By Heidi Simmons

Filmmaker Johnathan Brownlee was inspired by the hard work of a first assistant director on his film set.  He admired his team effort, work ethic and discipline to get the job done.  When Brownlee inquired about his background, the first AD said he was ex-military – Marine Corp — and his crew was made of men and women who were Navy, Air Force and Army veterans.

With a passion for filmmaking, Brownlee was inspired to create the Veterans Institute for Film & Media (VIFM).  As CEO & President of the Dallas Film Society and Executive Director of the Dallas International Film Festival, he recognized an opportunity to help veterans transition into the film and media business.

Living part time in Joshua Tree near the 29 Palms Marine base, Brownlee has met many military and ex-military families which furthered his mission to get these skilled and competent individuals into the film business.


Launched in 2017, Brownlee formed the non-profit 501(c)3 to provide free film educational programs to veterans.  He developed the curriculum and brought in people to teach the courses. 

“VIFM is a film and media training ground for military veterans.  I didn’t serve in the military, but this gives me the opportunity to serve in another way,” said Brownlee.  “Ex-military have team ethos and are mission oriented, which translates perfectly to a film set.”

“Film Basic Training” is comprised of three phases: Classroom Education, Paid Internship and Job Placement.  The VIFM is only available in Texas.

The program has four sessions a year.  The twelve-week course offers four weeks of classroom instruction followed by eight weeks of a paid internship delivering hands-on experience working with industry professionals. 

“I bring in my professional crew to teach the classes,” said Brownlee.  “Once you give the veterans the language and the tools, it really works great.  Graduates have worked on “Standoff at Sparrow Creek” (showing in the PSIFF) and our other films.”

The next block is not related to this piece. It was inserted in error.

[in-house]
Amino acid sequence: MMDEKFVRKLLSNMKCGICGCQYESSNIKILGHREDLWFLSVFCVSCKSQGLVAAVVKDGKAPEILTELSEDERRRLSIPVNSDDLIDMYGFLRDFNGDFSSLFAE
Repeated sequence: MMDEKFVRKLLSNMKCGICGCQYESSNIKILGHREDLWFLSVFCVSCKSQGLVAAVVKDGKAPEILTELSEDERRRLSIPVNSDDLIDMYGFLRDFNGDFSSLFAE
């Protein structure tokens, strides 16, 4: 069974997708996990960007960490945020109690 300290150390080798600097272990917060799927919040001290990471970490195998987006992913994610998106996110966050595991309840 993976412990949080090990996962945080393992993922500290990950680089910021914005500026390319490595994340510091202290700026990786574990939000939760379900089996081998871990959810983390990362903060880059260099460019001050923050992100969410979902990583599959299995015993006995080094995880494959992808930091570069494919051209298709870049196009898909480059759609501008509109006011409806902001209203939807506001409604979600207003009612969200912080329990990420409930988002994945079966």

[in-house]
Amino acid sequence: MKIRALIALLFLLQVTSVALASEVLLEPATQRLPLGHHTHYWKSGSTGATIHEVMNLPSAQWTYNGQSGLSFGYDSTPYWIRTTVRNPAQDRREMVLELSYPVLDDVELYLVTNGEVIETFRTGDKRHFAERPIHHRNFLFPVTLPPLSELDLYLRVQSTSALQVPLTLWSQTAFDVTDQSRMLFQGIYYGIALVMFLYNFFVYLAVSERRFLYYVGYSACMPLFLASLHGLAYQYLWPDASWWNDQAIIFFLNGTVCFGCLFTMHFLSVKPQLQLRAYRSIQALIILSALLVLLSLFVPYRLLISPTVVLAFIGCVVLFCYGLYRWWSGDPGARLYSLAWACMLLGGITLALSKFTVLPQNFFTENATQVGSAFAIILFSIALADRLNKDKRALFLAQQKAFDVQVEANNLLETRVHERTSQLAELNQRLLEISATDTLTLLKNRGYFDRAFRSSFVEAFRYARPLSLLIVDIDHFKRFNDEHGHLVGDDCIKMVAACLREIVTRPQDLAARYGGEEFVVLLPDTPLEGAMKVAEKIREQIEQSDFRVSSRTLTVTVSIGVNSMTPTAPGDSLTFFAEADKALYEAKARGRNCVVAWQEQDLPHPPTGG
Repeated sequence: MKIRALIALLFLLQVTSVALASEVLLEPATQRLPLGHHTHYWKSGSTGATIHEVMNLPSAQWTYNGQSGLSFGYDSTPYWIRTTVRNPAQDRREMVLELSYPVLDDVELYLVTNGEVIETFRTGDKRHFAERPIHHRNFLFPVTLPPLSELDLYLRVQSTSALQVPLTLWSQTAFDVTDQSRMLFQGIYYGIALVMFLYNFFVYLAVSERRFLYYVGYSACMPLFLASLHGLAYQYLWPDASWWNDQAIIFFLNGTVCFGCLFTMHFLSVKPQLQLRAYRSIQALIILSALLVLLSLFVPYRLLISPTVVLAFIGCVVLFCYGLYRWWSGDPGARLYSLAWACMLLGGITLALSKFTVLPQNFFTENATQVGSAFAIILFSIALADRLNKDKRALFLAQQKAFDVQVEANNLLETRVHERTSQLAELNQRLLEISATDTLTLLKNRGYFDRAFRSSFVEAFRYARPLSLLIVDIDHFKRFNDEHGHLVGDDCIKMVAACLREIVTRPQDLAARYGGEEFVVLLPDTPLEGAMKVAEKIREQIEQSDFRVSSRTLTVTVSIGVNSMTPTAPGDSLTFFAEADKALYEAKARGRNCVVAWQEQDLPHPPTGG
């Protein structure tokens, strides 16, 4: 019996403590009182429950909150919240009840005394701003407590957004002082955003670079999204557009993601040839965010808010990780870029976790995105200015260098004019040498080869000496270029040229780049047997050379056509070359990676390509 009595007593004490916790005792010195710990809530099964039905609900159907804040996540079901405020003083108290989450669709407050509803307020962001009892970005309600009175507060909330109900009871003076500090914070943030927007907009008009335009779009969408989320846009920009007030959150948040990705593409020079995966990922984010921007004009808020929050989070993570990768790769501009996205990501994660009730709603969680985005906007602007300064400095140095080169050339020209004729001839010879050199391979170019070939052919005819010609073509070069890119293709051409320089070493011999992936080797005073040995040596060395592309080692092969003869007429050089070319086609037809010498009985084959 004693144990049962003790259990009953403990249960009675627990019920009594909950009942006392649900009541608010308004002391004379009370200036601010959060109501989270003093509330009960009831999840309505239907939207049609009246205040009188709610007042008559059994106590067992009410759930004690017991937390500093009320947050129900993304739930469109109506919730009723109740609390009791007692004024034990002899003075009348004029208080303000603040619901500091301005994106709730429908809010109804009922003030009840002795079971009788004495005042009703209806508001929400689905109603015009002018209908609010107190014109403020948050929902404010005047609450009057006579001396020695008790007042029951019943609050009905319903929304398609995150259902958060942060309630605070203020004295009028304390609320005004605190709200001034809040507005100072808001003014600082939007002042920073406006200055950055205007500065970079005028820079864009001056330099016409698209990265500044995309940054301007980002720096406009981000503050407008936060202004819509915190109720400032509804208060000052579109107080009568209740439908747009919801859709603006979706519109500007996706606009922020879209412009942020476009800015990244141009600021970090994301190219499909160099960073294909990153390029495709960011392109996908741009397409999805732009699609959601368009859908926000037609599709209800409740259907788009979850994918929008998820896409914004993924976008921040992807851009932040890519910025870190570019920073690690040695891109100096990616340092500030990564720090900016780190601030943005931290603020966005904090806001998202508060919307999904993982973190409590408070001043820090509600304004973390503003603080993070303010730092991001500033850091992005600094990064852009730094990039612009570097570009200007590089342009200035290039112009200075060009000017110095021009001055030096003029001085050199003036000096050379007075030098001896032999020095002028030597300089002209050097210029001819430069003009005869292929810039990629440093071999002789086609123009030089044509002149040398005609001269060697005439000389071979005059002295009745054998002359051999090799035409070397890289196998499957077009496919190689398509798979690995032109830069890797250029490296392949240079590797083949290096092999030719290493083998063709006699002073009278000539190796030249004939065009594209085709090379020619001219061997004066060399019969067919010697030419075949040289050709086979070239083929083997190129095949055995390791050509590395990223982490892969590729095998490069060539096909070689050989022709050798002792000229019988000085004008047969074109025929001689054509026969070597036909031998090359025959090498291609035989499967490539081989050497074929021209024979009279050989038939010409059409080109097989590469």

The program pays students up to 80 hours to work on sets and to be a part of the crew.  Students are limited to ten or 12 per session. 

The VIFM is part of the Dallas Film Society’s Education Initiative of which Brownlee serves as Executive Director.

“It’s been wonderful to have the opportunity to work with veterans.  I like to think that we are developing the seventh branch of the military. The goal is for us to have an available production crew that is veteran based wherever we film.  So anyone in film or media can go to the VIFM and know they are getting a well-trained and disciplined crew.”

Brownlee has been accused of recruiting veterans just to serve on his film sets.  His answer: 

“Yes, you bet I want to work with veterans,” said Brownlee.  “They get the idea.  They listen and follow directions.  They anticipate what needs to happen and they don’t hesitate to get in there to get the job done.  They work as a team and that’s what it takes to get a movie made.”

Brownlee is looking to get more Marines into the program.  With military bases in Southern California and in close proximity to Palm Springs and Los Angeles, veterans could easily find work.  He hopes to eventually develop the VIFM into a national program

“The VIFM is a great way for film festivals to connect with their veteran communities and grow their production base,” said Brownlee.

Forty students will go through the VIFM program this year in Texas.  Brownlee intends to increase that number.   The next “Basic Training” begins May 6, 2019.  Applications are available online.

For more information, to apply or donate visit